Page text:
- 1A: Abstainer's order (Adam's ale) - I'm just glad I'd seen this before (learned it from xwords), or I'd have been mightily confused. ADAM'S ALE is water (i.e. the only thing Adam had for drink in Eden, I guess).
- 9A: Ranger rival (Devil) - nice winter sports theme going in the NW, with the NJ DEVILs crossing hockey legend Phil Esposito, aka ESPO (10D: 1969 and 1974 Hart Trophy winner, familiarly), which in turn crosses an Olympic skiing event, the SUPER G (17A: Olympic event since 1988).
- 16A: Accidental in the key of B or E (D natural) - had DNA in place before I saw the clue and figured I was going to see something about "C.S.I." in the clue. Other music answer in the grid is clued via one of my favorite pieces of music - 23A: Beethoven's "Pastoral Symphony" is in it (F Major).
- 20A: Three-ingredient treats (s'mores) - tasty gimme. For more junk food, see also ROLOS (32A: Chocolate snacks). Here's the ROLOS jingle I grew up with. Ah, the 80s.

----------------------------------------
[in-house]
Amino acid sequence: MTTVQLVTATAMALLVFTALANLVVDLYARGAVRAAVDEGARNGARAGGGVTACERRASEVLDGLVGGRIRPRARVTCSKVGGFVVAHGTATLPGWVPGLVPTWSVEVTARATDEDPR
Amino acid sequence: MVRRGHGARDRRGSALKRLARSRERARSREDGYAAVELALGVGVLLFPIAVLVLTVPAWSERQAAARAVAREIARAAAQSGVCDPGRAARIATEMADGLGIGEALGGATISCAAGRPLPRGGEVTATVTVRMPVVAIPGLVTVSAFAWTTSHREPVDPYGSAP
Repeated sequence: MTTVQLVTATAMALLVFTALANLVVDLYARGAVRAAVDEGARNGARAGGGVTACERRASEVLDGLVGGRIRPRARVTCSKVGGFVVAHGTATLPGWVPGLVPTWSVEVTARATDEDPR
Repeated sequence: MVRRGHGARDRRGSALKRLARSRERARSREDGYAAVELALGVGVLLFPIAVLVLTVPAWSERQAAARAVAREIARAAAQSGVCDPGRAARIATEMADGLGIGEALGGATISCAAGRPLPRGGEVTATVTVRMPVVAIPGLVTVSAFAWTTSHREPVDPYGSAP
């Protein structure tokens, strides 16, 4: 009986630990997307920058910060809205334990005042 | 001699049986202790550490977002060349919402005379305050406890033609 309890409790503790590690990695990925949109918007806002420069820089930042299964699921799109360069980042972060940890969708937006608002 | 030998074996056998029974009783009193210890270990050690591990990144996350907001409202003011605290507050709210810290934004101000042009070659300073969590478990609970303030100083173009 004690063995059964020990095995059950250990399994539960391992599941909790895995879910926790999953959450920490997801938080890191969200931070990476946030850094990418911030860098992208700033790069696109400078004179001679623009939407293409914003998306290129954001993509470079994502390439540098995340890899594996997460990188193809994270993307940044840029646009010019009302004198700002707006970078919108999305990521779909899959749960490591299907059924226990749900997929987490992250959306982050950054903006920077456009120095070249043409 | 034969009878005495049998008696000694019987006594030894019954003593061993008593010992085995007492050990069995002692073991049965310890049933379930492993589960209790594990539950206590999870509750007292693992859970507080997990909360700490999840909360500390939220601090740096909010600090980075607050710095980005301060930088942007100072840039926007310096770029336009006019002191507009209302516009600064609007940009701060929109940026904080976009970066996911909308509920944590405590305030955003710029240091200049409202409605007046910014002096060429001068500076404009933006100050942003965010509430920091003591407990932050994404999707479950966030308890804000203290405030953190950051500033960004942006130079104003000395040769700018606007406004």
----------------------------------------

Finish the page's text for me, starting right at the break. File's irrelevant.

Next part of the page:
- 22A: Peck parts: Abbr. (qts.) - I just like this because it goes nicely with another (amazing) "peck" clue: 41D: Pecking order? ("Kiss me!")
- 34A: Job preceder: Abbr. (Esth) - "preceder" is up there with "sloganeer" and "denizen" and "slangily" in the crossword clue vocabulary Hall of Fame.
- 37A: Burger replacement (Rehnquist) - that's just genius. I stared at -QUIST for many seconds before my "Aha!" moment came.
- 40A: One way to wax (eloquent) - when POETIC didn't fit, this came pretty readily (part of the Q staircase).
- 42A: Member of an "ooky" sitcom family (Itt) - a great great gimme. From "The Addams Family," in case you're wondering.
- 52A: Title woman of a film that won the 1985 Camera d'Or (Oriana) - by far the most obscure thing in this puzzle, as far as I'm concerned.